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Thursday, December 1, 2011

Bad Pawns and Bad Pieces.

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It is always a dedicated judgment to advance pawns farther than needed merely to develop pieces and to control the centre. Sometimes pawns are not sufficiently advanced and may become backward and drastically reduce mobility; those advanced too far may exceed the reach of other units and thus become indefensible.




Black incurs a couple of weak, isolated pawns as the result of an opening novely by Tal. Such a purely defensive task is surely not what Black hopes for in the Sicilian Defense; but if Najdorf had chosen to avoid those weak pawns, he would have had a life less, passive position, and for Najdorf that is intolerable.

1    e4              c5
2   Nf3             Nc6


Not the Najdorf Variation! That line has developed to such an extent that it
bears little resemblance to the system popularized by Najdorf so long ago. Pehaps it no longer suits his style?!


3     d4                cxd4
4     Nxd4            e6
5     Nc3              Qc7
6     g3                 a6
7     Bg2              Nf6
8.    0-0               d6
9     Re1              Bd7
10   Nxc6            bxc6

If 10 ,,,Bxc6  11  Nd5  Qd8  12  Bg5  with pressure. the weakening of Black's Queenside pawns has begun.

11   Na4             e5
12   c4                --

White's plan is clear : to further weaken Black's pawn structure on the queenside and via the open files, to attack the pawns directly.

12   ---               Be7

To be considered is 12 ...c5  13  Bg5  14  Nc3  Bc6 with scarcely perceptible advantage for White, but not a hint of play for Black.

13   c3               0-0

Since 13 ... dxc5 does not win a pawn, that move would simply lose tempo.

14   cxd6           Bxd6

Black's two weak pawns, particularly the c-pawn, stifle his pieces. Not great subtlety is needed here; the pawns are clearly vulnerable targets for which Black has no discernible compensation. However, Najdorf is always dangerous, and so Tal sees no reason to complicate matters.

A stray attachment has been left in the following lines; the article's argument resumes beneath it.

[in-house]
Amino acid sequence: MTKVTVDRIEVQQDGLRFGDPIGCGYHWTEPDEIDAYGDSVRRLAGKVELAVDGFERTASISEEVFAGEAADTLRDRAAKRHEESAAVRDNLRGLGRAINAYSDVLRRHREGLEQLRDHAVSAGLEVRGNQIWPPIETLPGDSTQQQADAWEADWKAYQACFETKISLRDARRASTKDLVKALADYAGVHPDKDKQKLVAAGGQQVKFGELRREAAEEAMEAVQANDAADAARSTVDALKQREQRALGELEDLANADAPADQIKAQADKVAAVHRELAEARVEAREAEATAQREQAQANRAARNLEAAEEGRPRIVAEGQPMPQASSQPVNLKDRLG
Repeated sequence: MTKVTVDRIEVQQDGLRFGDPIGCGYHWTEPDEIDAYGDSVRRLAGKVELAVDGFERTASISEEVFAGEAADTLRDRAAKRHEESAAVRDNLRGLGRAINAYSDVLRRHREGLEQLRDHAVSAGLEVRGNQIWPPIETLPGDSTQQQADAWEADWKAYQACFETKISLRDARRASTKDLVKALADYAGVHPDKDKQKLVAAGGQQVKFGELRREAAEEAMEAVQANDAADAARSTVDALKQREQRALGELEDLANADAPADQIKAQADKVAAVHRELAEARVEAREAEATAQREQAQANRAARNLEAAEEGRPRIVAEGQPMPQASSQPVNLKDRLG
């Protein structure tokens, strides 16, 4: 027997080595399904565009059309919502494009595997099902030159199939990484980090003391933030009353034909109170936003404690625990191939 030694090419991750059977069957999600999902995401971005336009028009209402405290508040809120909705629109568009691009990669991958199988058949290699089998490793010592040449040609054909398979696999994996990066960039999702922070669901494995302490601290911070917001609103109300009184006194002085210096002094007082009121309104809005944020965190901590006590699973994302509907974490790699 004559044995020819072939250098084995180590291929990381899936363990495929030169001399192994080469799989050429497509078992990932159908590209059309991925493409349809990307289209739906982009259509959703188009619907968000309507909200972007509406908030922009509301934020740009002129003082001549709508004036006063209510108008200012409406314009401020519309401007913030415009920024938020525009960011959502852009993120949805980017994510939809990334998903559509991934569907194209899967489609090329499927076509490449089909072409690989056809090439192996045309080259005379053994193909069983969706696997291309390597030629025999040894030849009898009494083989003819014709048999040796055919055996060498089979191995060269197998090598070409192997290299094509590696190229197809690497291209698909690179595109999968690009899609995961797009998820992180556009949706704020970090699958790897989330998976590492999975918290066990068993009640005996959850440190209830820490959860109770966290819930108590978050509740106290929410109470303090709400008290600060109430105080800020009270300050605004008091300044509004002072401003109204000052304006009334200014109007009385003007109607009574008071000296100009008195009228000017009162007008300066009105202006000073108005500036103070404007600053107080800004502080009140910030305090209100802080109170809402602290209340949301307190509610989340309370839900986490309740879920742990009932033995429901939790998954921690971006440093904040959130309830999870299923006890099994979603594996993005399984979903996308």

15   Bg5             Be7

15 ..Bb4 can be satisfactorily met by 16 Re3  Ng4  17  Rd3  Be6 18  h3  etc.

16   Qc2             h6


17   Be3             Rab8
18   Rac1           Rfd8
19   h3               Nh7
20   Bc5             Be8

Because he has to tend his weak pawns, Black cannot become active. Little by little, White's pieces occupy better positions and Black's become more passive.

21  Red1            Rxd1

22  Rxd1            Ng5
23  Bxe7            Qxe7
24  Nc5              Ne6
25  Nxe6            -----

Better than 25. Nxa6 Rb6  26  Bf1  Nd4  with sufficient play for the pawn.

25  ----              Qxe6
26  b3                b3
27  Qc3             -----

Putting pressure on the e-pawn with the intention of following up with Bf1 attacking the a-pawn. Black's defensive problem is very difficult.

28  h4               f6
29  Rd3             Kh7

Unsatisfactory is 29 ...c5  on account of 30  Rd5  c4  31  bxc4  Bf7  32 c5  Rb1+  33Kh2  Bxd5  34  exd5, and the two passed pawns would win easily.

30   Bh3            Bg6

31   Rd7            ----

Obviously White's Pieces are bette placed. he has a rook on the seventh rank, Black's queen is tied to the defense of the king, and Black's Bishop is a defensive piece only. Meanwhile, Black's weak pawns are about to fall.
31   ----            Qf8
32   Qxc6         Rxe4

If 32 ...Bxe4  33  Qxa6  Qc5  34  Qxf6   Qc1+  35  Bf1   and wins

33   Qxa6         Re1
34   Kh2           f5

No relief is offered by 34 ... Be4   35  Bg2  Bxg2   36  Kxg2   Qb4   37  Qxf6  Qe4+   38  f3  Qc2  39  Kh3  Rh1  40  Kg4  and wins.

35  Rd6           Bh5
Finally Black Resigns.